Why You Should Use RVM

Once you’re addicted to Ruby development, you’re going to want to experiment with different versions of Ruby. At first blush, you might think that it’s somewhat difficult. RVM makes this an absolute breeze. In this tutorial, I’m going to get you up and running with RVM.

0 — What is RVM?

Without RVM, it’s pretty difficult to have more than one version of Ruby on your computer.

RVM stands for Ruby enVironment Manager. Here’s the idea. As a Ruby developer, you might run into situations where you'd need to use multiple versions of Ruby. For example, you started with Ruby 1.8.6, but now you want to experiment with 1.9.2. Or, you normally work with the 1.9 branch, but you want to contribute to an open source project that’s still on the 1.8 branch.

Without RVM, it’s pretty difficult to have more than one version of Ruby on your computer. Or, what if you want to try one of the alternate Ruby interpreters, like Rubinius or JRuby? How can you take one out for a spin without giving up your faithful MRI install? This is where RVM steps in. It’s basically a framework that handles multiple installations of Ruby for you, and makes it easy for you to switch between them.

Two caveats apply today:

  1. You should be pretty familiar with the command line.

  2. You should be on a Unix system. This means you’re probably running either Mac OS X, or some version of Linux. As much as I wish RVM was available on Windows, it isn’t. If you’re on Windows, you might try Pik; I understand it’s similar, but I haven’t had a chance to use it yet.

1 — How do I install RVM?

Installing RVM is a bit awkward. First, you need to have Git installed. Then, you download a script, and run it to perform the installation. The RVM site recommends doing it this way:

Even if you’re fairly comfortable with the command line, you’ll probably pause when you see this. It’s easier to read it backwards: we’re using curl to download the script that the URL points to; the -s command lets curl know you want to download the script silently (without any output). This is the script that installs RVM.

Then, to run this script automatically, we’re using the double less-than sign to pass the script to the command on the left side of the operator. In our case, that’s bash. You might know bash as a shell, or the terminal that you’re probably running right now. This runs the script in a bash shell (which is running inside the bash shell in your terminal!).

The command above downloads and runs the script, which will install RVM.

But we’re not done quite yet. To make sure RVM runs properly, you must add the following snippet to your ~/.bash_profile or ~/.bashrc file.

As you see from the comment, “this loads RVM into a shell session.” Specifically—if you’re curious—this loads the rvm command as a shell function (like the ones you might add to your ~/.bash_profile file), instead of as a binary (a program that you run in the shell, like ls or ruby).

But remember, RVM is a fast-growing library, and it's possible that the installation method will change. For the most up-to-date ways to install RVM, check the documentation.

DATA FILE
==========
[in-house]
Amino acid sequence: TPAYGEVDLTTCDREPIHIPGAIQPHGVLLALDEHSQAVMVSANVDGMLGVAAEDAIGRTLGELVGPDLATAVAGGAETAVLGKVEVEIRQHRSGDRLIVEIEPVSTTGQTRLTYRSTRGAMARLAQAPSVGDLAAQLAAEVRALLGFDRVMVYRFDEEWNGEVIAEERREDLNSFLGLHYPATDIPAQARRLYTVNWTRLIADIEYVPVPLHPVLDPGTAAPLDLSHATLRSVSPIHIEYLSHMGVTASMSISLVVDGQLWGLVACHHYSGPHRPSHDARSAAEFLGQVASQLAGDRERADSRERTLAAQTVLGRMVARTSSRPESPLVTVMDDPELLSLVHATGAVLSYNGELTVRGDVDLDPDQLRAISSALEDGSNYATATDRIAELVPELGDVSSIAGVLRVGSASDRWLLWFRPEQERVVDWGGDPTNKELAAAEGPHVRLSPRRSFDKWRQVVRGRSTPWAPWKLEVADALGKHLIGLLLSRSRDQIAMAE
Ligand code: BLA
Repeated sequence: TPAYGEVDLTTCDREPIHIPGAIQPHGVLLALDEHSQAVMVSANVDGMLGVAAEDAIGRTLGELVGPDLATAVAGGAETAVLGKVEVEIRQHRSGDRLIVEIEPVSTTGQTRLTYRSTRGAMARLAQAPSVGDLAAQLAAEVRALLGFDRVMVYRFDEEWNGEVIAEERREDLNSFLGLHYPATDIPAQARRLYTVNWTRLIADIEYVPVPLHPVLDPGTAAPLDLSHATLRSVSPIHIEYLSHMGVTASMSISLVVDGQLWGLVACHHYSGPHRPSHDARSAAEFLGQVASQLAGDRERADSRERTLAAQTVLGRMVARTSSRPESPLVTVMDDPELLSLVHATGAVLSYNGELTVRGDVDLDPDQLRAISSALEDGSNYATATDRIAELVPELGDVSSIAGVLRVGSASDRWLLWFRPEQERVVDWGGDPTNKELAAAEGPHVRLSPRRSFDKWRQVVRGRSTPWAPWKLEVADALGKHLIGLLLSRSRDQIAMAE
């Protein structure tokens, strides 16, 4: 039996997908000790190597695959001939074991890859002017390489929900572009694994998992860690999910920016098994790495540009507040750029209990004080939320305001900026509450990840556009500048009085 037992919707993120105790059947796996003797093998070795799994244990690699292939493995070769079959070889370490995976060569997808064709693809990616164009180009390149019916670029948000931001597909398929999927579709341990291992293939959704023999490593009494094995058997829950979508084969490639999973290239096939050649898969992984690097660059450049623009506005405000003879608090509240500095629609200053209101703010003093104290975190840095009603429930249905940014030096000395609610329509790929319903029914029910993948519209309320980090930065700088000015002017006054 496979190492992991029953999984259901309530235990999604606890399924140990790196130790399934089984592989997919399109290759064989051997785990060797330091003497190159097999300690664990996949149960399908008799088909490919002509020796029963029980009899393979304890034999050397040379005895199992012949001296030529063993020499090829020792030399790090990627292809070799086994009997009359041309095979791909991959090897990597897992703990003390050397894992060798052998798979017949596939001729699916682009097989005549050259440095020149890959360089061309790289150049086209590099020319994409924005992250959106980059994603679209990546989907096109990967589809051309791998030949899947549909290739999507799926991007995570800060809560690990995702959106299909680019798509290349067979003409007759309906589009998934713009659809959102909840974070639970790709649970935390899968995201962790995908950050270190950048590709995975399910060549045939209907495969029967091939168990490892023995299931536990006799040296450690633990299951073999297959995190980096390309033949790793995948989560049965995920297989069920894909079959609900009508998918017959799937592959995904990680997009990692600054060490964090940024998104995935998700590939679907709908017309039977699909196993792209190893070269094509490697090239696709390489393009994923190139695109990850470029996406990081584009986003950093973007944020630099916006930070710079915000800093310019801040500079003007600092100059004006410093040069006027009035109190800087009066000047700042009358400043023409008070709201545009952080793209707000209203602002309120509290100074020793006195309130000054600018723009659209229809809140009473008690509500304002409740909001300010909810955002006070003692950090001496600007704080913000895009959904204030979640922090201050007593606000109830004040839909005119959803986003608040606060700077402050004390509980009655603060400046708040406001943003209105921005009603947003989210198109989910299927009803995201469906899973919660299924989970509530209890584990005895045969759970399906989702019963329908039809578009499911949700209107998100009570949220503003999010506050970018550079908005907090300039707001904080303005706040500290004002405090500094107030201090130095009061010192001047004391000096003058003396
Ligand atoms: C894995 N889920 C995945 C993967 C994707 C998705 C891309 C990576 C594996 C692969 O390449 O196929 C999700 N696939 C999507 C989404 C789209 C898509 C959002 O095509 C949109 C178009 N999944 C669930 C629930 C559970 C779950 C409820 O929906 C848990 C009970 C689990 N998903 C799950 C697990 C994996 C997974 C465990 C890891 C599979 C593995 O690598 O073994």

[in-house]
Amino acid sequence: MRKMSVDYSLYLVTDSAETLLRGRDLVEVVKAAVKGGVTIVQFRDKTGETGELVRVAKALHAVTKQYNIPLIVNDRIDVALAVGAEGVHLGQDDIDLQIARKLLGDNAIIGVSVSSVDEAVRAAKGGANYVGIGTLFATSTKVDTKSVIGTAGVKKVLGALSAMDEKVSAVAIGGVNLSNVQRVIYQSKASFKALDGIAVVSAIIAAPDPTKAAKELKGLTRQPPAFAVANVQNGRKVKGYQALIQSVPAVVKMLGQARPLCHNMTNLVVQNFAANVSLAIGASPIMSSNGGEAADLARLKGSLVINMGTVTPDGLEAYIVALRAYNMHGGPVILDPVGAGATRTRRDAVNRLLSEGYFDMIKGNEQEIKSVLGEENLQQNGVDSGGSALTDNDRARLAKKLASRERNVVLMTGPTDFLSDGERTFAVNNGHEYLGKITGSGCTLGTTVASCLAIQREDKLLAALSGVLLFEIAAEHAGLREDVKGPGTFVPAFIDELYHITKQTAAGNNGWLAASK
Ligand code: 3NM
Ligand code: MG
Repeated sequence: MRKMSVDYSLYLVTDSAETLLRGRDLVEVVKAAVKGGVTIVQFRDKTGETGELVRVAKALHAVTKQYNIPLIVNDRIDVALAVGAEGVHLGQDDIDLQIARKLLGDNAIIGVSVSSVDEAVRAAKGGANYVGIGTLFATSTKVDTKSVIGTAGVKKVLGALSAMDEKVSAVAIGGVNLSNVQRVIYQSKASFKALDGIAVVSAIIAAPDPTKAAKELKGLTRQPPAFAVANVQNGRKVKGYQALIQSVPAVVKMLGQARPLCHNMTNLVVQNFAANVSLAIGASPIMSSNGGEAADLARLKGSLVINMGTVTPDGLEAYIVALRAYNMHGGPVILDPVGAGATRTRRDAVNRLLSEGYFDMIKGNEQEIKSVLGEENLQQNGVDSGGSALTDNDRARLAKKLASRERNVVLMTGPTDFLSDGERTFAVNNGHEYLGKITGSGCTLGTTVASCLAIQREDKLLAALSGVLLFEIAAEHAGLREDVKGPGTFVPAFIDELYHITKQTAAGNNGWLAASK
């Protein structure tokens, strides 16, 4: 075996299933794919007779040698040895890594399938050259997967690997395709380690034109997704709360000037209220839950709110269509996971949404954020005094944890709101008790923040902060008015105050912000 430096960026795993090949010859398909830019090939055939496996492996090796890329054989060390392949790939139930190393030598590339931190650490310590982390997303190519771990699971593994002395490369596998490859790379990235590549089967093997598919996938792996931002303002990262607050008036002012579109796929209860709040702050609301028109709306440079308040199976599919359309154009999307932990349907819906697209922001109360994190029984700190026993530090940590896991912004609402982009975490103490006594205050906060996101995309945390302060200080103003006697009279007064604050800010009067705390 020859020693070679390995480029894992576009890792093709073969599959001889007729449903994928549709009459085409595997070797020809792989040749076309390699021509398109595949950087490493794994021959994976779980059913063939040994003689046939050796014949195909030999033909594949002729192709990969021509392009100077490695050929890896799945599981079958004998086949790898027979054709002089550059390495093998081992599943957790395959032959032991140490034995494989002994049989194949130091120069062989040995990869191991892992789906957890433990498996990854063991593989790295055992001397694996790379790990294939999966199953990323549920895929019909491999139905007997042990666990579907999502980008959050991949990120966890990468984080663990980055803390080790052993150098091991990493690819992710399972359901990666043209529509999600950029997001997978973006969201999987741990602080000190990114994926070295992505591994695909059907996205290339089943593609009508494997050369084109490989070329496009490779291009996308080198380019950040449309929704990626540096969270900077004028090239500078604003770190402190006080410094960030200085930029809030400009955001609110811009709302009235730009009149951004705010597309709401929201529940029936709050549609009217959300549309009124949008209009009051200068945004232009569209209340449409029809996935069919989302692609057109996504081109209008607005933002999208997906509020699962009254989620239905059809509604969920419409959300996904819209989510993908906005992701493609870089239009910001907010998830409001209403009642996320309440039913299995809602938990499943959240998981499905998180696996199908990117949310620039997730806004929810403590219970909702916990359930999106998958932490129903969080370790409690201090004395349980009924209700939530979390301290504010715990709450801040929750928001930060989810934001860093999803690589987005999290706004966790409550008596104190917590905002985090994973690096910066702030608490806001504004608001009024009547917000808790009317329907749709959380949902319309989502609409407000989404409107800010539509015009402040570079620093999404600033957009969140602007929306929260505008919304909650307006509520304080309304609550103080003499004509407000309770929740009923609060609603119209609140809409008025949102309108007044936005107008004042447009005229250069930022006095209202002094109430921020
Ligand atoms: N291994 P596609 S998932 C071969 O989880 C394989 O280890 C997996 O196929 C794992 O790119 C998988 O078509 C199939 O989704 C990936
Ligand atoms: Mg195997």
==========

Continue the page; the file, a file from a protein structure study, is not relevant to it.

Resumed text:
Now that we have RVM installed, let’s actually use it!

2 — How do I use RVM?

The two big features that RVM offers are Rubies and Gemsets. Let’s look at each of these in turn, and then look at some other customizations.


Rubies are the primary (though not exclusive) intent of RVM; remember what RVM stands for? Ruby enVironment Manager. So, let’s install some rubies!

If you’ve been using Ruby for a while, you’ll know there are several different Ruby implementations to choose from. You can see which ones are available with RVM by using this command:

By the way, take a look at this syntax; most of the RVM commands you’ll use are like this: rvm, a category, and a command for that category. Predictably, this will list all the Ruby implementations (and versions of implementations) that you can install.

So let’s pick a version and install it. However, there's something we should do first. It's possible that there might be some dependancies that your platform requires before you can install the ruby of your choice. Incredibly, RVM has your back here as well: run the command rvm notes to see what dependencies you should install. It will list the different rubies you can install, and what you should install first for each of them.

I generally exclusively use Ruby 1.9.2, so let’s install that. To install a Ruby, use the command rvm install, followed by the implementation and version you want, as listed with rvm list known.

You can install as many versions of Ruby as you like just by using this command.

This command will take a few minutes to run, but once it’s done, you’ll have the version of ruby you selected installed on your computer.

You can install as many versions of Ruby as you like by using this command. But, now that you’ve got more than one version installed, how do you use them, or switch between them? Also, what about the Ruby implementation that likely came with your computer?

It’s pretty simple. To use a given Ruby, use this command:

If that’s all you do, you’ll have to type that each time you open a terminal; otherwise, you'll default to the built-in Ruby. To avoid this, add the flag --default. This also gives you a shortcut to switch back to your default Ruby at any time; if you’ve switched to another Ruby, just type rvm default to switch back.

To make sure you’re using the right version, type ruby -v; you should see the version of Ruby that use just selected.

If you’re using a few different Rubies, you’ll want to keep track of what you’ve got; that’s why you have the rvm list command. Here’s my current inventory:

As you might guess, the => beside the last one means that's the one I'm currently using.